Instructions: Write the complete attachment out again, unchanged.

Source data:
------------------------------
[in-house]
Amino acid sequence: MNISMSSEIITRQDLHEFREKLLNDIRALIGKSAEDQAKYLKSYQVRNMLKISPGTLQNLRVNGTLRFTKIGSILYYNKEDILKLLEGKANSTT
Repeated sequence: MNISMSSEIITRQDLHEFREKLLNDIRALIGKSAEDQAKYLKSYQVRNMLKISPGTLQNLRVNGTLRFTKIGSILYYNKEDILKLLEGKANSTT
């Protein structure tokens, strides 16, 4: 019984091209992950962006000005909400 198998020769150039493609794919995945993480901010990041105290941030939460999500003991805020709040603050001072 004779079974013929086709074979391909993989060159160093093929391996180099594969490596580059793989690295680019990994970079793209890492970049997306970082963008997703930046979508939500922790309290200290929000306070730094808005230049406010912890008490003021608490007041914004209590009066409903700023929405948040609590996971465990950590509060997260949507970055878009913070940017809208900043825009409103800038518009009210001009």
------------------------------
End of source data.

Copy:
[in-house]
Amino acid sequence: MNISMSSEIITRQDLHEFREKLLNDIRALIGKSAEDQAKYLKSYQVRNMLKISPGTLQNLRVNGTLRFTKIGSILYYNKEDILKLLEGKANSTT
Repeated sequence: MNISMSSEIITRQDLHEFREKLLNDIRALIGKSAEDQAKYLKSYQVRNMLKISPGTLQNLRVNGTLRFTKIGSILYYNKEDILKLLEGKANSTT
């Protein structure tokens, strides 16, 4: 019984091209992950962006000005909400 198998020769150039493609794919995945993480901010990041105290941030939460999500003991805020709040603050001072 004779079974013929086709074979391909993989060159160093093929391996180099594969490596580059793989690295680019990994970079793209890492970049997306970082963008997703930046979508939500922790309290200290929000306070730094808005230049406010912890008490003021608490007041914004209590009066409903700023929405948040609590996971465990950590509060997260949507970055878009913070940017809208900043825009409103800038518009009210001009």